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called the period of imperialism. One of the main features of this phase is the steadily growing supremacy of financial over industrial capital. At present this supremacy has assumed the form of a dictatorship of banks and stock exchanges; in other words, a dictatorship of the plutocracy. Imperialism is the final stage of capitalism's expansion; beyond which the ultimate process of its decline and decay will inevitably take place.

The modern phenomenon of imperialism, then, is the stage of fully mature capitalism, wherein finance occupies all the commanding positions and we therefore live in a time when capitalism, having attained the goal of its development, has started on the road of degradation and disintegration. This process aof decline dates from the time just after the first World War, and it has assumed the form of increasingly acute and growing economic crises, whicnh, during recent years, have sprung up simultaneously in the countries of the victors and the vanquished. At the time of writing (1933-34) the crisis has attacked nearly every country in a veritable world crisi of the capitalist system. Its prolonged nature and its universal scope can in no way be accounted for by the theory of periodical capitalist crises. Much rather do these features signify the beginning of a degenerative process within the system itself, a process of dissolution which reacts painfully on the vast toiling masses of humanity, and is bound, in the future, to do so in a still more drastic way.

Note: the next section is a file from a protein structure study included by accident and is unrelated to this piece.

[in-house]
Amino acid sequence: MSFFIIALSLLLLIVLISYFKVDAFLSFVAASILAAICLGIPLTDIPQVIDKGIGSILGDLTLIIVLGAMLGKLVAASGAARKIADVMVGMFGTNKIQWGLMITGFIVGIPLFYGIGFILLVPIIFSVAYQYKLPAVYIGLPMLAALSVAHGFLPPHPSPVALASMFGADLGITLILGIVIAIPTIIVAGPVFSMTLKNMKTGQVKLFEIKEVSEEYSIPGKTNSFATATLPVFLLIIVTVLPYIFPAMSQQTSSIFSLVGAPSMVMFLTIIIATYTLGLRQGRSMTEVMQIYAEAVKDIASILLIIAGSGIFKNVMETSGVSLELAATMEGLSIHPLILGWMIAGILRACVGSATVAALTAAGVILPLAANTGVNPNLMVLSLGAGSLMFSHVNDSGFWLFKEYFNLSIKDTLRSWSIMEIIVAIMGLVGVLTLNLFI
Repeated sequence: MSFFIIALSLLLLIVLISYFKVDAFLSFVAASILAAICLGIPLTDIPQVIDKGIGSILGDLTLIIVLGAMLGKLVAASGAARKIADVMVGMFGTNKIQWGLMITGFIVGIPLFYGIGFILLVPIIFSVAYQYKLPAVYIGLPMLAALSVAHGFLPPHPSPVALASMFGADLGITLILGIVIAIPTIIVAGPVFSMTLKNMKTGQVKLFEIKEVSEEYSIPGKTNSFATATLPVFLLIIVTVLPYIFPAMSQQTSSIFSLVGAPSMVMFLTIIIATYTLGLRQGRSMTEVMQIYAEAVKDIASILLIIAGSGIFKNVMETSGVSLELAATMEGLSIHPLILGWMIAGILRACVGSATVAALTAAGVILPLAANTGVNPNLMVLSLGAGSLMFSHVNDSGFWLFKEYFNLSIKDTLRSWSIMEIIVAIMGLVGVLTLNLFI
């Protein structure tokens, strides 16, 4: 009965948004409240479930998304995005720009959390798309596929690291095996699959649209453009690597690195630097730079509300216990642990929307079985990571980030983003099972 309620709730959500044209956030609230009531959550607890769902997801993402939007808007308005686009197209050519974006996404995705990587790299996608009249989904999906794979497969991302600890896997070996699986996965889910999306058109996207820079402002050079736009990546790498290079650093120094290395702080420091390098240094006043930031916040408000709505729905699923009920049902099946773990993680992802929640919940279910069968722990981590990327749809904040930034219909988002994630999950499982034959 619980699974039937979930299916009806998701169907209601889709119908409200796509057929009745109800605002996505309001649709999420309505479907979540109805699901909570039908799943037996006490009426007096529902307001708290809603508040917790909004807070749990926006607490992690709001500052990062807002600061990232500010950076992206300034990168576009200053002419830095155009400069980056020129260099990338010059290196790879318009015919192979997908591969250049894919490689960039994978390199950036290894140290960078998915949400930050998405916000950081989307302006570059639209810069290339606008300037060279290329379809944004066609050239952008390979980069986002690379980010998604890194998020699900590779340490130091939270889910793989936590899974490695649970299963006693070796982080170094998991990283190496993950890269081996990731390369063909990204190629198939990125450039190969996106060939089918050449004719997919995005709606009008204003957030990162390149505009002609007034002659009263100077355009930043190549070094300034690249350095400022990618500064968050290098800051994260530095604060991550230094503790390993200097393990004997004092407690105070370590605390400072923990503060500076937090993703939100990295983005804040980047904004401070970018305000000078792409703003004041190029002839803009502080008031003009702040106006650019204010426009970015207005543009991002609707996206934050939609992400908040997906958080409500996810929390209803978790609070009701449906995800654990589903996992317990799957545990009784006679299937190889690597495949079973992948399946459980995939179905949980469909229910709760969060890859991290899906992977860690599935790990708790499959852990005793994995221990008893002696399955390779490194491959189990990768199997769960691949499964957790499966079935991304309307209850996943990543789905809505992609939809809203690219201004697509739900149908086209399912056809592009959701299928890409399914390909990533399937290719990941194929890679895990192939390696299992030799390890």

The 1929 crash of the New York stock exchange (an event of world wide significance) ineveitably plunged into bankruptcy innumerable small and medium-sized industrial concerns. It ruined a multitude of financial and commercial institutions, and brought about a triumphal ascendancy of financial capital, which has overwhelmingly subordinated to its control the industry, commerce and agriculture of our country; it brought in its wake vast unemployment and a catastrophic impoverishment of the broad masses of the people.

Thus the New York stock exchange crash meant, fundamentally, the world-wide establishment of an absolute dictatorship of financial capital, a dictatorship of a small group of potentates who are mutually antagonistic on account of their monetary interests. Yet, despite its inner contradictions and notwithstanding all the assertions of the Marxian economists, capitalism in its modern imperialistic guise has managed to eliminate unorganized market competition and to gauge accurately the market's capacities. More than this, it has proved capable of establishing --- to use a Bolshevik phrase --- "planned

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